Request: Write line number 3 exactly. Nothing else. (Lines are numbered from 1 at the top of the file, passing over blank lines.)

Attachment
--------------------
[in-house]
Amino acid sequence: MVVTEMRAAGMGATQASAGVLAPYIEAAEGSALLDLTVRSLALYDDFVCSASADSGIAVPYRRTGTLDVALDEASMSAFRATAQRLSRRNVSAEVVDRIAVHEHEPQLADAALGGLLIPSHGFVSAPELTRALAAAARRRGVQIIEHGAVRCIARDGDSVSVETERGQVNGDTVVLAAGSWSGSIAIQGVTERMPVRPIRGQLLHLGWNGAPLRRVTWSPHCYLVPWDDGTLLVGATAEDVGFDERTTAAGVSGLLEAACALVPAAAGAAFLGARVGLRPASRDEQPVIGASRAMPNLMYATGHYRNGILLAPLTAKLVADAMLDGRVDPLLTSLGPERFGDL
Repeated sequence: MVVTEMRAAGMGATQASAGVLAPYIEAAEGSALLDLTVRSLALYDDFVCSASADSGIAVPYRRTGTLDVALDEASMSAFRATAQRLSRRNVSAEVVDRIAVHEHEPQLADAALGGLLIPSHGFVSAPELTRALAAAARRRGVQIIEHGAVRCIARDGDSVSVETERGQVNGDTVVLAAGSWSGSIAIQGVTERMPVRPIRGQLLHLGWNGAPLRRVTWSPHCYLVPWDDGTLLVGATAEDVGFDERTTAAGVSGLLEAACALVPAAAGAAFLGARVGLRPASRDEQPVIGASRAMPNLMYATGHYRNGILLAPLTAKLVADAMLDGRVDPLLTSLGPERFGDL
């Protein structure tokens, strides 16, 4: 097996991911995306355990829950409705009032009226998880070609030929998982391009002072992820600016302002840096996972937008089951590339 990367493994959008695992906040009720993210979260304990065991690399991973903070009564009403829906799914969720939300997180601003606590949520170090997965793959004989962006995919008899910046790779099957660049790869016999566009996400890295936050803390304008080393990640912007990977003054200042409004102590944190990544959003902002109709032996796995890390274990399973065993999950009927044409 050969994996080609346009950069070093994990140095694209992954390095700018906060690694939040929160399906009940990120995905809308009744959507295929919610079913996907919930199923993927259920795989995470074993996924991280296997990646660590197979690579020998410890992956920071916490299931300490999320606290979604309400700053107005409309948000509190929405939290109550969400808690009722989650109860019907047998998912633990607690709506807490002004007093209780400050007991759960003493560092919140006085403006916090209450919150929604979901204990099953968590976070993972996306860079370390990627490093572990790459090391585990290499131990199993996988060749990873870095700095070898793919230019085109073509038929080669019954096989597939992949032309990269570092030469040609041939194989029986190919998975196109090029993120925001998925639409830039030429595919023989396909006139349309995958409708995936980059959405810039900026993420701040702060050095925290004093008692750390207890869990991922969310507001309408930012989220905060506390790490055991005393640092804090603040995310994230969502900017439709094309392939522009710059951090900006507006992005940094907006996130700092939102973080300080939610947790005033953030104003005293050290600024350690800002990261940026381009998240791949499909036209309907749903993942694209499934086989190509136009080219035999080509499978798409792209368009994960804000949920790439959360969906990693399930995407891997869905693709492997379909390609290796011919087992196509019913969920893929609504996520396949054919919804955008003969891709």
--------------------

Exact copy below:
Repeated sequence: MVVTEMRAAGMGATQASAGVLAPYIEAAEGSALLDLTVRSLALYDDFVCSASADSGIAVPYRRTGTLDVALDEASMSAFRATAQRLSRRNVSAEVVDRIAVHEHEPQLADAALGGLLIPSHGFVSAPELTRALAAAARRRGVQIIEHGAVRCIARDGDSVSVETERGQVNGDTVVLAAGSWSGSIAIQGVTERMPVRPIRGQLLHLGWNGAPLRRVTWSPHCYLVPWDDGTLLVGATAEDVGFDERTTAAGVSGLLEAACALVPAAAGAAFLGARVGLRPASRDEQPVIGASRAMPNLMYATGHYRNGILLAPLTAKLVADAMLDGRVDPLLTSLGPERFGDL